In my trips, up and down the country, I have been to some of the biggest video units and to some of the smallest. I have spent time with people who are extremely knowledgeable in Forensic Video Analysis and with others who were a little shocked at what they didn’t know!
The ones moving forward, were the ones who had taken that step to re-evaluate their needs.
They stripped down the huge racks of VHS decks, analogue de-multiplexers and multiple DVD recorders. They cut back on the huge workstations with in-line scan converters and input/output devices. They reduced the number of software solutions that enabled many old legacy formats to be dealt with.
Yes, they still needed to retain certain items and keep them available, but they were not being used on a daily, weekly or sometimes monthly basis.
They identified what they needed to use every day. By investing in this area, they are then able to achieve what was being asked of them, and comply with all regulations.
This is where Amped FIVE (Forensic Image and Video Enhancement) comes in.
It is a simple, clean application for the viewing, analysis, processing and investigation of images and video within a forensic environment. It manages all the tasks you need to do every day, and gives you the ability to restore and enhance images and video that may not be of the highest quality (that’s most then!)
It gives you the ability to analyse and understand the media you are investigating and present the video and images in any way required.
It automatically tracks what you are doing and creates a full forensic report for complete repeat-ability. This is a key component in producing evidence for a court.
It is software only, with full training and support available.
Investment in FIVE is not an extra – it is purely an evolution of what has come before.
There is no need to carry on paying for legacy systems, the investment in those happened 5-10 years ago. Analogue de-multiplexers were £8000 each, and there was one on every CCTV investigators desk along with all the other connected equipment. The PC system also had to be considered – and this needed to be a high-end specification!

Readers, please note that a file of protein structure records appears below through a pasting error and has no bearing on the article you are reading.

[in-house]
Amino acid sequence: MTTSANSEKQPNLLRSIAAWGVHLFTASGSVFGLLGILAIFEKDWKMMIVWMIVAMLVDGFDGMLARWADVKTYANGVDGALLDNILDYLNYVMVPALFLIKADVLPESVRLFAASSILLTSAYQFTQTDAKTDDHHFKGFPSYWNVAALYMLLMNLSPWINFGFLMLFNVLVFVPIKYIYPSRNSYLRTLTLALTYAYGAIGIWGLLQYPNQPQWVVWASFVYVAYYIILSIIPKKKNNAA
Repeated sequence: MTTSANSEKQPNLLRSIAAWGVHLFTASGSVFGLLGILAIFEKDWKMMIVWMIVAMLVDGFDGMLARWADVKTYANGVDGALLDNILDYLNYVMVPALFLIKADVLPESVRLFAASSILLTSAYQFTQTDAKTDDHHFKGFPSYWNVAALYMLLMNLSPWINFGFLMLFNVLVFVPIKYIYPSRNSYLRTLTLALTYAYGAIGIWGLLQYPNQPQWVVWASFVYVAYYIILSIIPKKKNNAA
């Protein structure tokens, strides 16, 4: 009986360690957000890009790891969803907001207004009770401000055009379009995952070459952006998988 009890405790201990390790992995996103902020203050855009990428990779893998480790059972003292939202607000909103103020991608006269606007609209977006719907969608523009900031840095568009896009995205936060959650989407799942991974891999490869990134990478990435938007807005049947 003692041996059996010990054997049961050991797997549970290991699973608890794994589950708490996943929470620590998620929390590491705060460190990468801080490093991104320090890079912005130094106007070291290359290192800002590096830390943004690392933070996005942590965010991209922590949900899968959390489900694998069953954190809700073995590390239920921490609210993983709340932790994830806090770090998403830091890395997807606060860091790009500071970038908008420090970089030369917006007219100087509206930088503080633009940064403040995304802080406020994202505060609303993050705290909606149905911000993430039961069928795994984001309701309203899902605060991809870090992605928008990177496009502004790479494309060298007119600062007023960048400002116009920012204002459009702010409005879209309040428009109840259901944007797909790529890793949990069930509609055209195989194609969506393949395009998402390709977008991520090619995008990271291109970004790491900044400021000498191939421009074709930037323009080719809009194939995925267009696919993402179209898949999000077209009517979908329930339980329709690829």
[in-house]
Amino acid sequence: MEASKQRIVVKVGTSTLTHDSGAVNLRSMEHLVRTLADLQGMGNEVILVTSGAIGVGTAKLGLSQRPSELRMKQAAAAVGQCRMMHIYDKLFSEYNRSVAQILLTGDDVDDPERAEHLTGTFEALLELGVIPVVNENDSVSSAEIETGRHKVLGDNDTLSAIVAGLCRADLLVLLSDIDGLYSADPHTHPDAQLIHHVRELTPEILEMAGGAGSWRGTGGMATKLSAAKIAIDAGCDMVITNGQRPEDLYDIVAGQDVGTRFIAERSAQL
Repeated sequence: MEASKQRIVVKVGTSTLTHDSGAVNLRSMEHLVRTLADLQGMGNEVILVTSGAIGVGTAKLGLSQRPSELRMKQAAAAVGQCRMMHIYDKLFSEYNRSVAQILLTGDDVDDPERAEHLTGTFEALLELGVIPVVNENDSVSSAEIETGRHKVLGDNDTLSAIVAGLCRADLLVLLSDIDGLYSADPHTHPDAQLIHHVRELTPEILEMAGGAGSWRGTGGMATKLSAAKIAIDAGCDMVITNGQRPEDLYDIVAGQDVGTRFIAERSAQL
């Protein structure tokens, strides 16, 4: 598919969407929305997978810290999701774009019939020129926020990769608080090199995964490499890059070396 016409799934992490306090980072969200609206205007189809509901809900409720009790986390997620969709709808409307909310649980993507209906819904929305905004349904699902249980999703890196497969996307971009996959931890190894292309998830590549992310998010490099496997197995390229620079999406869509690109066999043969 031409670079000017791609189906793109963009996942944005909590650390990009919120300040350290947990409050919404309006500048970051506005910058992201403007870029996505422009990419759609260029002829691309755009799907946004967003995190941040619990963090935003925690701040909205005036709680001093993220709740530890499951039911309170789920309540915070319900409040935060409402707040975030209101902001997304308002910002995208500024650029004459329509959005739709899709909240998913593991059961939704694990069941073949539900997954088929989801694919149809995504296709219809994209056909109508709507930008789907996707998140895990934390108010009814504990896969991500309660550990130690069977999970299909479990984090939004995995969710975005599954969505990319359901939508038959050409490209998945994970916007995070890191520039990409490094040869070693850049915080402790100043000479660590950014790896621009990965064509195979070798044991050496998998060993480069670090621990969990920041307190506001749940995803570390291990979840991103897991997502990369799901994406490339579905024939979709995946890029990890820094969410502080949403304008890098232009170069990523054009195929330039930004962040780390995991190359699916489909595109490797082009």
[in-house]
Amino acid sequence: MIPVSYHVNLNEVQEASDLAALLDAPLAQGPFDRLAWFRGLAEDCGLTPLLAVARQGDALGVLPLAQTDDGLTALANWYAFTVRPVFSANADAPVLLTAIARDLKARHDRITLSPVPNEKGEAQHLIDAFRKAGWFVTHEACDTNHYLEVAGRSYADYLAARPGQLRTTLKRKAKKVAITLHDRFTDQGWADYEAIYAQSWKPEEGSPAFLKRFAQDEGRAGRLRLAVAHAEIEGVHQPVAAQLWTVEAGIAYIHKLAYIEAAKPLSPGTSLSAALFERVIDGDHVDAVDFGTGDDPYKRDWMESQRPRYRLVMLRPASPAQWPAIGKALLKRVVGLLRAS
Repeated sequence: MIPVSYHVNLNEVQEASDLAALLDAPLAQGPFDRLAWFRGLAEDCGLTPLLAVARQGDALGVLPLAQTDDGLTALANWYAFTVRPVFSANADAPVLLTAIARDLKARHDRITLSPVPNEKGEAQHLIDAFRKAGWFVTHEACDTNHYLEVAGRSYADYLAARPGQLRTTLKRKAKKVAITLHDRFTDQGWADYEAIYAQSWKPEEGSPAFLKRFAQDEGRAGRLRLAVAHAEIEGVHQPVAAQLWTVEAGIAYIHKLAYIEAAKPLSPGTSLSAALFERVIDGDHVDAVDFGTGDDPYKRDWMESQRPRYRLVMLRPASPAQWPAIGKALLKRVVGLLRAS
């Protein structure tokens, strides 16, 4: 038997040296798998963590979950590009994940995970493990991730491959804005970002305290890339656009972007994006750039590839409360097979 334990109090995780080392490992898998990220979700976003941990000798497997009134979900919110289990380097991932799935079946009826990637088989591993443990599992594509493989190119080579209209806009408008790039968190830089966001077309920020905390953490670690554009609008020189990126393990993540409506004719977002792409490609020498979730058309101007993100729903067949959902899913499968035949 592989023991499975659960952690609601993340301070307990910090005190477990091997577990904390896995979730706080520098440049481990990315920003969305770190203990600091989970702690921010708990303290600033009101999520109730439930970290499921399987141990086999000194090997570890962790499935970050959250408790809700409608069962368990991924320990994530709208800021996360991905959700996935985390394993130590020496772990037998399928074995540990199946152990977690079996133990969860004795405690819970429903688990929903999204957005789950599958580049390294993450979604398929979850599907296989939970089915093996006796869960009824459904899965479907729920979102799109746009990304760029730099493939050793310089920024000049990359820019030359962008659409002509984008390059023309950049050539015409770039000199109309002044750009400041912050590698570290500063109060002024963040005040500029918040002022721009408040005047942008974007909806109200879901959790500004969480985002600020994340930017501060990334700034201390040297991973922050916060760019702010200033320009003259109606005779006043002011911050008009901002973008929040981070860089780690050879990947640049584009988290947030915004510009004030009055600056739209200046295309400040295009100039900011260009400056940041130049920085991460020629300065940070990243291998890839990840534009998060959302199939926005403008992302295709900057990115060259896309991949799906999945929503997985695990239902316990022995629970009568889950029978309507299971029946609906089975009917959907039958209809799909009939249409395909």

There is no need to continue investing in legacy software. One or two licences within the video lab will suffice. You need software to deal with the footage you receive every day, not once a month if you are lucky! Many of the first and second generation formats that those software solutions assisted with were common 5 years ago; now they are hardly seen.
In conclusion, it’s time to re-think. It’s time to make some decisions and start looking to tomorrow.
Amped are already there. With software solutions designed for today and tomorrows requirements, the challenges of Forensic Video Analysis diminish.
Jump on board – you won’t regret it!
To learn more about Amped FIVE check out the main page HERE
To see the development cycle and the constant improvements and new features being added, look at the Amped Blog.
To assist, here are links to the last three Amped FIVE Update posts:
April 2016: https://blog.ampedsoftware.com/2016/04/15/amped-five-update-8006-filter-search-case-notes-and-much-more/
June 2016: https://blog.ampedsoftware.com/2016/06/14/amped-five-update-8222-adjustment-filters-program-options-and-much-much-more/
October 2016: https://blog.ampedsoftware.com/2016/10/31/amped-five-update-8678-faster-redaction-and-automatic-pattern-removal/
To help your situation further, you now also have DVRConv available to you.
The words quick and easy are often bounced around, when looking for software solutions. Well, DVRConv is both!
Take a look at a recent post of mine on how it works..
This is the desktop solution that everyone wants. No need for new hardware or processing ‘kiosks’. Install, run – away you go!
I hope this helps to give you some ideas on how you can start moving away from the equipment of yesterday, and start using the software for tomorrow.